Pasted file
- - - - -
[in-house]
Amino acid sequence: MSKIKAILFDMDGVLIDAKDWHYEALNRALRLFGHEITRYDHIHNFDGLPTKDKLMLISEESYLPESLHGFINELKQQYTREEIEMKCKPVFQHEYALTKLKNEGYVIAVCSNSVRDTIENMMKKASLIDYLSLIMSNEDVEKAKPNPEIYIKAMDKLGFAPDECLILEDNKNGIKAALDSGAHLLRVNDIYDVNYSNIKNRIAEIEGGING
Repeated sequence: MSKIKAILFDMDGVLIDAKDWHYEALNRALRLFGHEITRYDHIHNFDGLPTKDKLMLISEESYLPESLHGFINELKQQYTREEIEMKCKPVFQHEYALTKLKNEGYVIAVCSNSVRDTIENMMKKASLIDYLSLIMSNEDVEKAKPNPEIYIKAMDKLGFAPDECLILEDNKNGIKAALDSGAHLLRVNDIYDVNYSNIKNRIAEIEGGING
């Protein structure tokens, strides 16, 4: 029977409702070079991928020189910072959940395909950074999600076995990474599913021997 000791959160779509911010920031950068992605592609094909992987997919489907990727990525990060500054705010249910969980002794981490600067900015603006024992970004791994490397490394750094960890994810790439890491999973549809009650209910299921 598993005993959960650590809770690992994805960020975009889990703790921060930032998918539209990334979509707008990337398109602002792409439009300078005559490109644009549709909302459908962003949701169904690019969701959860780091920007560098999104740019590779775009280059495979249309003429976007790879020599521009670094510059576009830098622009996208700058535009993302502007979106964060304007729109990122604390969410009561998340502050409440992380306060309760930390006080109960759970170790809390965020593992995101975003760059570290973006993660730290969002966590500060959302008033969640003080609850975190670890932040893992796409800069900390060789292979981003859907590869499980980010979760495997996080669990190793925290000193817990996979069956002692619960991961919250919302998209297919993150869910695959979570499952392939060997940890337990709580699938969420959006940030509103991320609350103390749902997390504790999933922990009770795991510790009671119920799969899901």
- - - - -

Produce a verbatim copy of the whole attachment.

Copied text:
[in-house]
Amino acid sequence: MSKIKAILFDMDGVLIDAKDWHYEALNRALRLFGHEITRYDHIHNFDGLPTKDKLMLISEESYLPESLHGFINELKQQYTREEIEMKCKPVFQHEYALTKLKNEGYVIAVCSNSVRDTIENMMKKASLIDYLSLIMSNEDVEKAKPNPEIYIKAMDKLGFAPDECLILEDNKNGIKAALDSGAHLLRVNDIYDVNYSNIKNRIAEIEGGING
Repeated sequence: MSKIKAILFDMDGVLIDAKDWHYEALNRALRLFGHEITRYDHIHNFDGLPTKDKLMLISEESYLPESLHGFINELKQQYTREEIEMKCKPVFQHEYALTKLKNEGYVIAVCSNSVRDTIENMMKKASLIDYLSLIMSNEDVEKAKPNPEIYIKAMDKLGFAPDECLILEDNKNGIKAALDSGAHLLRVNDIYDVNYSNIKNRIAEIEGGING
């Protein structure tokens, strides 16, 4: 029977409702070079991928020189910072959940395909950074999600076995990474599913021997 000791959160779509911010920031950068992605592609094909992987997919489907990727990525990060500054705010249910969980002794981490600067900015603006024992970004791994490397490394750094960890994810790439890491999973549809009650209910299921 598993005993959960650590809770690992994805960020975009889990703790921060930032998918539209990334979509707008990337398109602002792409439009300078005559490109644009549709909302459908962003949701169904690019969701959860780091920007560098999104740019590779775009280059495979249309003429976007790879020599521009670094510059576009830098622009996208700058535009993302502007979106964060304007729109990122604390969410009561998340502050409440992380306060309760930390006080109960759970170790809390965020593992995101975003760059570290973006993660730290969002966590500060959302008033969640003080609850975190670890932040893992796409800069900390060789292979981003859907590869499980980010979760495997996080669990190793925290000193817990996979069956002692619960991961919250919302998209297919993150869910695959979570499952392939060997940890337990709580699938969420959006940030509103991320609350103390749902997390504790999933922990009770795991510790009671119920799969899901």